House committee introduces all 29 new bills on agenda as Idaho Legislature returns
Senate State Affairs Committee also scheduled to introduce new bills
The sun rises over the Idaho State Capitol on Nov. 15, 2021, shortly before the Idaho Legislature reconvened. (Clark Corbin/Idaho Capital Sun)
The action started with a flourish shortly after 7:30 a.m. when the Idaho Legislature reconvened the longest legislative session in state history Monday at the Statehouse.
House Majority Leader Mike Moyle, R-Star, successfully pushed for the introduction of all 29 draft bills on the House Ways and Means Committee’s agenda.
Many sought to ban vaccine requirements, prohibit state and local government employees from enforcing federal actions related to immunizations that “violate the Idaho or U.S. Constitution,” limit what could be disclosed from employees’ medical histories, make it so proof of vaccination is not required for services or employment, provide new exemptions from mandates for school children, prohibit mask mandates or allow mandates only for FDA-approved vaccines.
But other bills touched on an array of different subjects from creating a new litigation fund to “fight federal overreach,” to adopting new content standards for Idaho’s K-12 public schools and providing licensing protections for medical personnel who provide prescriptions for “off-label drugs.”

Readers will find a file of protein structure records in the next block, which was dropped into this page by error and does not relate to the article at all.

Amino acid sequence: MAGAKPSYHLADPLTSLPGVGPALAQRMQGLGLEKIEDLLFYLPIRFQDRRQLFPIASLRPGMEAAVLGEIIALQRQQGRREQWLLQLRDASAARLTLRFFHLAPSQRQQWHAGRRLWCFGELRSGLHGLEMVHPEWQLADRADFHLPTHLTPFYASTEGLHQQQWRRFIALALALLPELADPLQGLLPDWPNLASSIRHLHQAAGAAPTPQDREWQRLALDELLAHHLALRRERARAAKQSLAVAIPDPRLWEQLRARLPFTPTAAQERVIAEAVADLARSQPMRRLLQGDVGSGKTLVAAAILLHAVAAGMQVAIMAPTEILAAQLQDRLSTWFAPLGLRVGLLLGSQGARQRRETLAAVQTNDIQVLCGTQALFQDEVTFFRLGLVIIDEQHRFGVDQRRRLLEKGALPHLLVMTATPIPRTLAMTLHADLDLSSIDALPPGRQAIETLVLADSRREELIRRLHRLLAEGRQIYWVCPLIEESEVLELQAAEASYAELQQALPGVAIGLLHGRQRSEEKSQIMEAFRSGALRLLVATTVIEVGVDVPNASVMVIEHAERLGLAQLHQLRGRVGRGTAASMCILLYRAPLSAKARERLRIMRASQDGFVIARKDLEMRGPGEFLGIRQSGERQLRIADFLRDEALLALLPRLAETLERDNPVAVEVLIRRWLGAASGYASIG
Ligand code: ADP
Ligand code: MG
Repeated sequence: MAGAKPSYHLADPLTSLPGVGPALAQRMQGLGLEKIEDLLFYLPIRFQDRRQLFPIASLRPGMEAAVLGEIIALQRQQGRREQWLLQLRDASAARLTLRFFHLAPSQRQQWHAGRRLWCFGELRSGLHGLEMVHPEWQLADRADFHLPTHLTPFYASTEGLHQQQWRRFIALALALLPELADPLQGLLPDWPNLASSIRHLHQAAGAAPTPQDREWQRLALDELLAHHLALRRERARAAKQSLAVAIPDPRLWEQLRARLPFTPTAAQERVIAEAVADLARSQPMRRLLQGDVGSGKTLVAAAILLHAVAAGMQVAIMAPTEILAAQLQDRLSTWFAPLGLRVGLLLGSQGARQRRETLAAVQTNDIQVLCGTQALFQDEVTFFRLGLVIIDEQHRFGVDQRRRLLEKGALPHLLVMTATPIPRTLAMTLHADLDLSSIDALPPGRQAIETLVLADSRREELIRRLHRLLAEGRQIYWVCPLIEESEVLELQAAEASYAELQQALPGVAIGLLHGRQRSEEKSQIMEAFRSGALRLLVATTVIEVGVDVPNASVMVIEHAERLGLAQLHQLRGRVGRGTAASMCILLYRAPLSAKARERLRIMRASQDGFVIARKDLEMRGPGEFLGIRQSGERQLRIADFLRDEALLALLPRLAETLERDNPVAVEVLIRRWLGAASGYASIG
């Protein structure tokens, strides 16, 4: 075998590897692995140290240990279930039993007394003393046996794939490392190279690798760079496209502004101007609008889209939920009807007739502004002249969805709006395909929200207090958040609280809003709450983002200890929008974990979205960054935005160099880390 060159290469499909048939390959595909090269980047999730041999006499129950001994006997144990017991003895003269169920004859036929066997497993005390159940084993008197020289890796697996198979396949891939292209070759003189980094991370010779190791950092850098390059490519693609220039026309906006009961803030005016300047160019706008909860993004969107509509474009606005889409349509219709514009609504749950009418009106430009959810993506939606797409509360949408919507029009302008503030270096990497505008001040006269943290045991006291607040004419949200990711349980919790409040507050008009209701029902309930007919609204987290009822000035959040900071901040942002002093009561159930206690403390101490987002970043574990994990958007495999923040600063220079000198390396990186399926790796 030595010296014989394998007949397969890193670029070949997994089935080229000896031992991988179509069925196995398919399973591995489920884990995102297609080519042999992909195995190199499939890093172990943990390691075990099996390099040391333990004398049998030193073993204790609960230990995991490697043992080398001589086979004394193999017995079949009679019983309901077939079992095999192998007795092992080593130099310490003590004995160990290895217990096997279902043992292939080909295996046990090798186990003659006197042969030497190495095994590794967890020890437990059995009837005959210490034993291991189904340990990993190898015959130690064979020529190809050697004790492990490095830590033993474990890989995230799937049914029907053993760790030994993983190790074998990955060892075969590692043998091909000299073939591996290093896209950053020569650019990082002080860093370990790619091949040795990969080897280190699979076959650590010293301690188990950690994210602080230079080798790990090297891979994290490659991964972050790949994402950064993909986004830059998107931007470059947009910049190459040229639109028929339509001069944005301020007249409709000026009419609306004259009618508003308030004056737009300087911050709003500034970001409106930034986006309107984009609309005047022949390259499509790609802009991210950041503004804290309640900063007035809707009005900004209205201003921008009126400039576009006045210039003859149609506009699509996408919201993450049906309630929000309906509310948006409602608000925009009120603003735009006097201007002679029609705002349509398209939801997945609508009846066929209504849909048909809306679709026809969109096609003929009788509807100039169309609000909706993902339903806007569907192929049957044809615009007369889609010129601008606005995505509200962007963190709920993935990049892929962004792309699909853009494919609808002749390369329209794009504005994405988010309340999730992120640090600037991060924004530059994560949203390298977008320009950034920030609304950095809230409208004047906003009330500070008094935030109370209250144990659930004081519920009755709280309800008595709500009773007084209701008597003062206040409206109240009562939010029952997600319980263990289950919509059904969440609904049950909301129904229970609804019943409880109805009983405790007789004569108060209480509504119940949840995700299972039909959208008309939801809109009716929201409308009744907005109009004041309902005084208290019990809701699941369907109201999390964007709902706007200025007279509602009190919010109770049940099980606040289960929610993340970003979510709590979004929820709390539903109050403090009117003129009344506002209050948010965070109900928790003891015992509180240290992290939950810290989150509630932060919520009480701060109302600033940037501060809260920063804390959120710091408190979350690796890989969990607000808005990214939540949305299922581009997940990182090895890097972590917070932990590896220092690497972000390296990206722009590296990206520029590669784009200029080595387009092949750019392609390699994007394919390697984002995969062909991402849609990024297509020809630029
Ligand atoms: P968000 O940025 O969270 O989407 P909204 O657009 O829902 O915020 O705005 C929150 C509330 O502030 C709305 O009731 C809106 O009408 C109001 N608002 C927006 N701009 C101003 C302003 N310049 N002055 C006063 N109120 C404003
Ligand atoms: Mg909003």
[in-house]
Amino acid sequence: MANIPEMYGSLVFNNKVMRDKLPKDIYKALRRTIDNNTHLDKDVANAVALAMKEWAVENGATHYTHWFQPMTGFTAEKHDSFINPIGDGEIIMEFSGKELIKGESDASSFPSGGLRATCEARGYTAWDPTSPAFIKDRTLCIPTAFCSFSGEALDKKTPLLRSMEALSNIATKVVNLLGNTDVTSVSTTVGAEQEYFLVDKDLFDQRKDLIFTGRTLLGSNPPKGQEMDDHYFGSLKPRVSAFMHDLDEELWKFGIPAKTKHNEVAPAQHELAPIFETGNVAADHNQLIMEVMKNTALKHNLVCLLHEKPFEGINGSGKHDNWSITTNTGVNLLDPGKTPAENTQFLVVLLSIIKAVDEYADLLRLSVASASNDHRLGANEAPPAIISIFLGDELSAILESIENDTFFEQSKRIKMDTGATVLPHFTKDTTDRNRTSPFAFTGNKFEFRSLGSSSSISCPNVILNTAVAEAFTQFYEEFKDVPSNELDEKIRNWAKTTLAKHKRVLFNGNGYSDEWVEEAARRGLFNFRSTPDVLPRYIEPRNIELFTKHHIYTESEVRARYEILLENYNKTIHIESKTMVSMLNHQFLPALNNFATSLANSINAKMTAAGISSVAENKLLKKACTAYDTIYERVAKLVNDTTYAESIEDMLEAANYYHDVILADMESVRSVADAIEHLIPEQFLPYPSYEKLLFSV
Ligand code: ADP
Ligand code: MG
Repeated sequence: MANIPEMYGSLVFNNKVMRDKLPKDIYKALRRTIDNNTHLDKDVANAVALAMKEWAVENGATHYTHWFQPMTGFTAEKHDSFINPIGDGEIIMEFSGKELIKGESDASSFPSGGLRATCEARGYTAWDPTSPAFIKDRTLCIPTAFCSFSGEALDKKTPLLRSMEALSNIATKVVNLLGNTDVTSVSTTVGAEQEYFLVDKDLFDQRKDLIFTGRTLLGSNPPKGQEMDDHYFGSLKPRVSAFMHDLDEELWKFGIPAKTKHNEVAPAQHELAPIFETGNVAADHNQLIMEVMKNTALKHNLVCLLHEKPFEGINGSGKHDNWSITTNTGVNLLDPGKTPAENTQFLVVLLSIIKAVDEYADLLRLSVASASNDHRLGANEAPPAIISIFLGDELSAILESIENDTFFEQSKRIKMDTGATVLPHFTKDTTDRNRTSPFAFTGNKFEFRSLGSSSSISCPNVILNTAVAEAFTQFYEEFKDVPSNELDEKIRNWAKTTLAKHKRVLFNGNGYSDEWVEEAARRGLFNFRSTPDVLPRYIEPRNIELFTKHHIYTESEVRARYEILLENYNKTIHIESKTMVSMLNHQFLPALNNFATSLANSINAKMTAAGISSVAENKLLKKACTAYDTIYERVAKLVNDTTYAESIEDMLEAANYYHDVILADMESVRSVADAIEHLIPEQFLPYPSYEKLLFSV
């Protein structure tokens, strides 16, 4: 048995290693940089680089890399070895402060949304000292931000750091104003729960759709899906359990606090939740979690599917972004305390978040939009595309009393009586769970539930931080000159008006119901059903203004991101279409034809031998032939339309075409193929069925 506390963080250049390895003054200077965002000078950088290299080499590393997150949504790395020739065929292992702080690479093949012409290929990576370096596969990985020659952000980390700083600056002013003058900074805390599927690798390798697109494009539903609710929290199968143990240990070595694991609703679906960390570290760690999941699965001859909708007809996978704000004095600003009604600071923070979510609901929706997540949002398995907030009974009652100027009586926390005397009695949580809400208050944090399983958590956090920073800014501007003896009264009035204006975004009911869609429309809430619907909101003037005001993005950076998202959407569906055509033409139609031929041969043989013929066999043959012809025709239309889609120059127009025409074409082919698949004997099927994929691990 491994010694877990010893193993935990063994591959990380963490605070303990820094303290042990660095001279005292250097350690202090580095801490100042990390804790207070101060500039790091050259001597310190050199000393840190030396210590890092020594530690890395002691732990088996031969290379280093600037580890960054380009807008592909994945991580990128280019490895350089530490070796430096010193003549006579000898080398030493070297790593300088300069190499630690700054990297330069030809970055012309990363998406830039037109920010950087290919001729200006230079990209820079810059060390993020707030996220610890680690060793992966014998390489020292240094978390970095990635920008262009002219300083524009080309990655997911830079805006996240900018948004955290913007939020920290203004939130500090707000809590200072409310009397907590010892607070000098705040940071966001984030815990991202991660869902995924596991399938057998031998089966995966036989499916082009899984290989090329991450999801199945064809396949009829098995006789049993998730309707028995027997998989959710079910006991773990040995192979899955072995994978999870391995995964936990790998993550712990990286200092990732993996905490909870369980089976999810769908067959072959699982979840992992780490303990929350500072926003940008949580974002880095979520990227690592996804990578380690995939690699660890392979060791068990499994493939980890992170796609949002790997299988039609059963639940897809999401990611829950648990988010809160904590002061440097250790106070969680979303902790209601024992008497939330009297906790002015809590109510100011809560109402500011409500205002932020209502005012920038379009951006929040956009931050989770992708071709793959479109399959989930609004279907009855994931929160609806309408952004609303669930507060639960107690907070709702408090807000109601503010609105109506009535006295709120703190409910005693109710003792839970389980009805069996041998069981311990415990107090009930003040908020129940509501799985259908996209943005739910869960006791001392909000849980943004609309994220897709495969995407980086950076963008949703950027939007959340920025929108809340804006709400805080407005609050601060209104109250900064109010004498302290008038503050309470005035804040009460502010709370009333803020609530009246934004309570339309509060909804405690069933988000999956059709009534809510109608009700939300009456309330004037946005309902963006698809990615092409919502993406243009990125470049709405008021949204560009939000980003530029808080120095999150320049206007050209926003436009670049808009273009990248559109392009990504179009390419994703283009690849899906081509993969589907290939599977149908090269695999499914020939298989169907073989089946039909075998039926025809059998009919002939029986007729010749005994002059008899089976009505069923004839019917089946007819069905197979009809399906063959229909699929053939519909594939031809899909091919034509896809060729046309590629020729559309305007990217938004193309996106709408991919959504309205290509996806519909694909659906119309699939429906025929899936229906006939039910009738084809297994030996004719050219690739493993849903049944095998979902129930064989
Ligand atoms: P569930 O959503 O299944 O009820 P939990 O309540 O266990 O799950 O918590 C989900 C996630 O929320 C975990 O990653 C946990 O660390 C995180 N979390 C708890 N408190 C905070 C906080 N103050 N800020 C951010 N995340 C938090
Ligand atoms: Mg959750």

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In the weeks leading up to the session, House Speaker Scott Bedke, R-Oakley, said he would ask legislators to limit proposing new bills to issues surrounding vaccines. At the time, he said everything else could wait until the regular 2022 session convenes on Jan. 10.
But during Monday’s Ways and Means Committee meeting, Moyle said each of the 29 bills had “blood, sweat and tears” behind them and deserved to be introduced and given a bill number.
Introducing the bills clears the ways for each of them to get a public hearing.
Although the Idaho Senate adjourned the longest session in state history on May 12 after 122 days, the Idaho House of Representatives voted down a motion to adjourn and instead voted to go into an extended recess.
The Senate State Affairs Committee introduced seven other new bills on Monday morning, bringing the total number of new bills introduced to 36.
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